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There’s No Other Way To Spin It: Bernie Sanders Pulled Off a Huge Victory in Iowa

Who would have imagined, even a few months ago, that the Iowa caucus results would be so close?

BY Marc Daalder

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The Iowa results should catapult him even further on the national stage, increasing his visibility in states where large numbers of voters still don’t even know who he is or what policies he believes in.

There's no other possible interpretation: Sen. Bernie Sanders pulled off an unprecedented upset in Iowa last night.

He tied with his opponent former Sec. of State Hillary Clinton, and the two split the 44 delegates almost evenly between them (23-21). Clinton only managed to win 0.3 percent more precincts than Sanders. Three days ago, the Des Moines Register poll projected he would be defeated by three points—45-42. This poll has traditionally predicted results correctly, and yet was wrong for both parties this year—projected Republican winner Donald Trump lost to Ted Cruz by four points.

Sanders’ upset is even more notable when taken in the context of older polls. Surveys throughout the fall of 2015 predicted a Clinton victory by margins as high as 38 percent. In the summer, Clinton was expected to win by as much as 43 percent. A year ago, in February 2015, MSNBC reported a project that Clinton would win by 61 points, 68-7.

No one would have thought, when Sanders announced his campaign in May, that the wild-haired, self-proclaimed socialist would tie the former First Lady and Secretary of State in Iowa. These results are a colossal rebuke to a Democratic political establishment that has scheduled vital debates on weekends and during NFL playoff games, and poured more than $20 million in super PAC money into the election. They also represent a major win for progressives, showing that a genuine leftist candidate can be massively popular and pull an establishment candidate to the left.

The triumph for Bernie also comes as his campaign surges in other areas. Just days ago, his campaign announced they had breached a number of fundraising records. In January alone, they raised $20 million dollars, a record for his campaign. Sanders has received over 3.25 million donations from 1.3 million people, an unprecedented number at this stage of the electoral process. He has shocked every group of viewers, from political analysts to the mainstream media, with his success. Combined with the fact that Bernie is also projected to win by massive margins—as much as 31 percent—in New Hampshire, the next Democratic primary election, last night’s caucuses should force the political and media establishment to recognize him as a legitimate candidate.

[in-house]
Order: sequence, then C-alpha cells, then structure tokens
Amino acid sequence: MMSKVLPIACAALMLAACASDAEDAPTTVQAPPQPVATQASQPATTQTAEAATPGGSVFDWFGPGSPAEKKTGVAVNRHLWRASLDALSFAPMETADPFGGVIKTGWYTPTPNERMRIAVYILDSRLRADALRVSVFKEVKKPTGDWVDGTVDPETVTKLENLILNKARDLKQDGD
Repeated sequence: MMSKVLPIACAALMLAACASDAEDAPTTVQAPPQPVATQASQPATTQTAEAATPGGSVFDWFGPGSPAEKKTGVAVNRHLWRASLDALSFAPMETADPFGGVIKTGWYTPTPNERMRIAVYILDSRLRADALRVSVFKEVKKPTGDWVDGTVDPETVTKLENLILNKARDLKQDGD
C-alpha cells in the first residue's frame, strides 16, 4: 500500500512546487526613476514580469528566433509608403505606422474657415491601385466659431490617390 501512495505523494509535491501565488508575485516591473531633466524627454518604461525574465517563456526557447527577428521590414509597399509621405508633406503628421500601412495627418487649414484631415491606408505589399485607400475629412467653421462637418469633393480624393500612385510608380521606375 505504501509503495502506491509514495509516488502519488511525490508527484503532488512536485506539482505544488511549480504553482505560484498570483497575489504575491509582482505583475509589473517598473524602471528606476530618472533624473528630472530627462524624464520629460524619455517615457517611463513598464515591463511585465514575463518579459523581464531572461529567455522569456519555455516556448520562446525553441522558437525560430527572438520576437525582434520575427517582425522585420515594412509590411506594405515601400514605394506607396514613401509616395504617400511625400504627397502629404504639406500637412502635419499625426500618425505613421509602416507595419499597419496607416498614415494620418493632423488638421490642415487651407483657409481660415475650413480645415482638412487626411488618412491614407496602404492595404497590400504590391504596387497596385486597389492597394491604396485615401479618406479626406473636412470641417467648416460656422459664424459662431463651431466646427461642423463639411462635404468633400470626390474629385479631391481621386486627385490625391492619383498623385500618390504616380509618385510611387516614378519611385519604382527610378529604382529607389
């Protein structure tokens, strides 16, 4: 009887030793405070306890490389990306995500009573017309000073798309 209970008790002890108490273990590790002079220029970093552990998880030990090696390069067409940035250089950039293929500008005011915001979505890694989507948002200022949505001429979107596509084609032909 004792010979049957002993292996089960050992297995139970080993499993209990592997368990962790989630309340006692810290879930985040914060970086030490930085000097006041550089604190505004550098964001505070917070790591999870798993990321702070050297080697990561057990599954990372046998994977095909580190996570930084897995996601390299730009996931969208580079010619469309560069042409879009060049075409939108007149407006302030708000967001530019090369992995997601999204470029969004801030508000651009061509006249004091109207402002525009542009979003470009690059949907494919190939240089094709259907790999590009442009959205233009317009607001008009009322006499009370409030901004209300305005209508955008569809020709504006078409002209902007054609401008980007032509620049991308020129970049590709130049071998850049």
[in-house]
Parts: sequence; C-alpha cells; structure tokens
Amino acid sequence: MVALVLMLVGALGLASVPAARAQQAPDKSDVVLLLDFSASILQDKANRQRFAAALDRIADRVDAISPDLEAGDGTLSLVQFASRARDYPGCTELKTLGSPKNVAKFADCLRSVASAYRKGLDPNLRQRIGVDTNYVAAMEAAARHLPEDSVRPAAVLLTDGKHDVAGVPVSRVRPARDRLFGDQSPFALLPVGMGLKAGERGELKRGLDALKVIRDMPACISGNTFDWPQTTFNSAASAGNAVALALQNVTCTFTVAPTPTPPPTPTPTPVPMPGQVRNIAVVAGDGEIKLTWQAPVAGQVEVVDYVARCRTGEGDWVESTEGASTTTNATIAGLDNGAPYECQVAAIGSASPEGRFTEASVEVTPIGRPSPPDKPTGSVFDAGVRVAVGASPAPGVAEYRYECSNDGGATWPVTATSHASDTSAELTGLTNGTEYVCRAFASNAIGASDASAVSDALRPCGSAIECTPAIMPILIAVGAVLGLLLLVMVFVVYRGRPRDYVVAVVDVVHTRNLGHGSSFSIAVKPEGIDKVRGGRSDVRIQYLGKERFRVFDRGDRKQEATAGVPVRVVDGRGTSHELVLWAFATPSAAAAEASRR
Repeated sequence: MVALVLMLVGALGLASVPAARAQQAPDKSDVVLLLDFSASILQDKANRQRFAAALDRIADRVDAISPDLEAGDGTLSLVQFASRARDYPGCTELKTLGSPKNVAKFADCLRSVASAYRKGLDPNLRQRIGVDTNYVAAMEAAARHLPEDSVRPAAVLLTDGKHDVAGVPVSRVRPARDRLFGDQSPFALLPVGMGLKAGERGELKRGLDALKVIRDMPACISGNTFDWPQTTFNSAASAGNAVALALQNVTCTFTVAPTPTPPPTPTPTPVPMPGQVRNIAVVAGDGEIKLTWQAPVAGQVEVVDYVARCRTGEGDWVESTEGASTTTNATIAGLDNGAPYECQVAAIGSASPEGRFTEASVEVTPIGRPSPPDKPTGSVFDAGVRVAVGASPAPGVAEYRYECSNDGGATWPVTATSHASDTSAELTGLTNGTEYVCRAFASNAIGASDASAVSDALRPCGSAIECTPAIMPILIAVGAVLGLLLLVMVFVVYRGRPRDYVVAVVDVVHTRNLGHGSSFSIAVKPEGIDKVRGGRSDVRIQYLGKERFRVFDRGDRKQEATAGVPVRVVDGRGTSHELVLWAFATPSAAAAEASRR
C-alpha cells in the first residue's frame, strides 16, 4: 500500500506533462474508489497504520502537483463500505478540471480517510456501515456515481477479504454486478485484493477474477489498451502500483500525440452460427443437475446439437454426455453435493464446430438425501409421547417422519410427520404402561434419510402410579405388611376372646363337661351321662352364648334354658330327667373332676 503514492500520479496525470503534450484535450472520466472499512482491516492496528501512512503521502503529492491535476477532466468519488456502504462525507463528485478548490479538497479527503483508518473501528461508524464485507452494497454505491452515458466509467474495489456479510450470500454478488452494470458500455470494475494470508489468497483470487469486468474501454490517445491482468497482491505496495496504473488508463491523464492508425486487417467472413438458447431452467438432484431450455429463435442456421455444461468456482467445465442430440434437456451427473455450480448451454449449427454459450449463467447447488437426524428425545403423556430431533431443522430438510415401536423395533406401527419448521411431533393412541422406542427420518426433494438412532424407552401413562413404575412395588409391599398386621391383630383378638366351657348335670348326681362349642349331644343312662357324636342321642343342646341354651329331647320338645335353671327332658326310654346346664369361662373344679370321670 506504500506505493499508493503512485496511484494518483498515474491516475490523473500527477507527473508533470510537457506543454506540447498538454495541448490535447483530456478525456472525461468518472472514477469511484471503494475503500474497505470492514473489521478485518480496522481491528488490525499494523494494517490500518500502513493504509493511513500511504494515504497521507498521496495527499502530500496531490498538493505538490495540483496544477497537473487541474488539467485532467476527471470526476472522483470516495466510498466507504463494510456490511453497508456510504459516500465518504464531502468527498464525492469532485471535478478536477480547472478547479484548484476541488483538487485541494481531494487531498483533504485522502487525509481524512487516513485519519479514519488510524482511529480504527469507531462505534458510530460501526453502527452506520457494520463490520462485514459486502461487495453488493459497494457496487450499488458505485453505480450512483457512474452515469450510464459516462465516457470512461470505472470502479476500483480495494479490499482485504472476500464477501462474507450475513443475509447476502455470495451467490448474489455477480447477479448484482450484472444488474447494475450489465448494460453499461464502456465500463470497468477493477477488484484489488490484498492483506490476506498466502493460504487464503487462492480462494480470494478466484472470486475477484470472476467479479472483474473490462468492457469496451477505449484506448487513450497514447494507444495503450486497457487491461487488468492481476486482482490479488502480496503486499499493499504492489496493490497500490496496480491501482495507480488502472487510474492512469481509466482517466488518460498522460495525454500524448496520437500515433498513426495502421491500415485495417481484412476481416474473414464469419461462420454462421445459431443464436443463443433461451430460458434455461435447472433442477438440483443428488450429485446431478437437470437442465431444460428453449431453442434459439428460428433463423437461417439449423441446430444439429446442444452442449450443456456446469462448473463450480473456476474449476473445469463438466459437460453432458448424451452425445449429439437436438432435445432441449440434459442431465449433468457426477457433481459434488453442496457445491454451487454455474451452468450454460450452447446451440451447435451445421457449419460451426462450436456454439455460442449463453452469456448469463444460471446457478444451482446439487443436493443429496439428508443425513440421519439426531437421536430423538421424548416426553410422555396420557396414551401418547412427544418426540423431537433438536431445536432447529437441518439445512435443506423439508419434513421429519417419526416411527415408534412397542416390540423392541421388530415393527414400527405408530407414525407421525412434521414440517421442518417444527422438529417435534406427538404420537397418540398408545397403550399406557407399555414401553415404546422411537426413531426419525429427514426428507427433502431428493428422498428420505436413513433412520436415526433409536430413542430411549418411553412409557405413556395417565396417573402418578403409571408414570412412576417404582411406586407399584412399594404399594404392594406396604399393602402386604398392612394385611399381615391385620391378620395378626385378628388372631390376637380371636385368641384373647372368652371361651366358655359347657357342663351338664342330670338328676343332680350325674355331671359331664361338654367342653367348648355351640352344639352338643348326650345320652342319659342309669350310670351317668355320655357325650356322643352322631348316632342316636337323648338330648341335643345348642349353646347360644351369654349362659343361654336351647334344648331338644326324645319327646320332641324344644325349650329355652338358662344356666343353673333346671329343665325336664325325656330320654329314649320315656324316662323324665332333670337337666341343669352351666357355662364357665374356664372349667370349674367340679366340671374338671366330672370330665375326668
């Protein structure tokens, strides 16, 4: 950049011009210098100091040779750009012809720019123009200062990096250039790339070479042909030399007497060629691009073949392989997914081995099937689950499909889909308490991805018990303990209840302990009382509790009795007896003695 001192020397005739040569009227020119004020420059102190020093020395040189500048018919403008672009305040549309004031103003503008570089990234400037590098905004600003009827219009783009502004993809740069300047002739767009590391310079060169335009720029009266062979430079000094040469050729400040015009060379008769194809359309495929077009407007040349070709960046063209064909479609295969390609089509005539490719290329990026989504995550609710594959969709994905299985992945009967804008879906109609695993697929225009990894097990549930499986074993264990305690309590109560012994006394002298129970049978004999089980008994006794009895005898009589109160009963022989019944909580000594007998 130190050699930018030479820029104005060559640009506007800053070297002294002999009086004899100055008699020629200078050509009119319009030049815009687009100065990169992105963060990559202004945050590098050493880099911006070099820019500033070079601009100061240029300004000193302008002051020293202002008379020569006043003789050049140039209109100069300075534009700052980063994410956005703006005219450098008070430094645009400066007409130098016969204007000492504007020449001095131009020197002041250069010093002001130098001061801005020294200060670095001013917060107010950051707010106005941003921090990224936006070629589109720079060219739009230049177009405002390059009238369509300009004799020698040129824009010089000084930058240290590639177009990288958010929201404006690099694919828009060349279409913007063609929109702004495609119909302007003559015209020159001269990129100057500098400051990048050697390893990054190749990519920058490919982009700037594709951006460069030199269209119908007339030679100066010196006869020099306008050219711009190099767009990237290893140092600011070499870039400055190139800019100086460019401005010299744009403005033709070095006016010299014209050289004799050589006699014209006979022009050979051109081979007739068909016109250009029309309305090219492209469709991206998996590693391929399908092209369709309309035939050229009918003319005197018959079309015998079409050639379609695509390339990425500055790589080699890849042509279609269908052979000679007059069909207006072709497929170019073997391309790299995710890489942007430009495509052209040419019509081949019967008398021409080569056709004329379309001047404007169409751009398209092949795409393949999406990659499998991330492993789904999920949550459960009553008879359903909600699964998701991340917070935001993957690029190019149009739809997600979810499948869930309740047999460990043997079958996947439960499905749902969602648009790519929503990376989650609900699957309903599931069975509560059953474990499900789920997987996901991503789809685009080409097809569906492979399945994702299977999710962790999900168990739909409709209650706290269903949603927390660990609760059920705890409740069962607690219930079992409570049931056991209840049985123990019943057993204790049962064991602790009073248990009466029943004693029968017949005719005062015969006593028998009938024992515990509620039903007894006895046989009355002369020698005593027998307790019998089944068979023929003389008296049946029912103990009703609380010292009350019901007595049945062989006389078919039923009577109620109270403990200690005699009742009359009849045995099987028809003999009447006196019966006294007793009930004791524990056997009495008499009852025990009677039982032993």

The Iowa results should catapult him even further on the national stage, increasing his visibility in states where large numbers of voters still don’t even know who he is or what policies he believes in.

But despite the coming victory in New Hampshire, Sanders still faces an uphill battle. Most of these revolve around elections in southern states, like the key state of South Carolina. There, a large majority of the state’s black population is throwing their considerable influence behind Hillary, who leads in polls by an average of 29.5 points. Bernie needs to increase his name recognition and appeal among voters of color in order to win primaries in the South.

The issue of endorsements also looms over the Sanders campaign. Hillary has a vast lead over Bernie in this realm, with FiveThirtyEight granting her 465 “endorsement points” to his two. She has also fielded the endorsements of a number of high-profile unions, including the American Federation of Teachers, the United Food and Commercial Workers Union and the American Federation of State, County and Municipal Employees. Bernie trails here as well—the largest union that has endorsed him is the Communication Workers of America, whose 700,000 members fall far short of Clinton’s numerous multi-million member endorsements.

One of the most important endorsements of the race could be that of the AFL-CIO, the nation’s largest union federation. A number of AFL-CIO local and state branches have endorsed Bernie, but they were  rebuked in July by President Richard Trumka for doing so, as such endorsements are against the federation’s rules. The two Democratic campaigns are locked in a tight battle for this endorsement, having both met with the union’s political directors last week.

Sanders has a tough slog ahead of him. But coming out of Iowa’s near-tie last night, his campaign looks stronger than ever. An uncompromising democratic socialist climbed up from single-digit Iowa poll numbers a year ago against one of the most powerful politicians in America to a draw. Even as strong a member of the media establishment as CNN’s Wolf Blitzer couldn’t call it any other way as the returns rolled in last night: “Even if he comes in slightly, slightly second, this is a huge win for Bernie Sanders.”

Marc Daalder is a writer and student living in Massachusetts. He attends Amherst College, writes for the student publication AC Voice, and spends his spare time tweeting, blogging and writing fiction.

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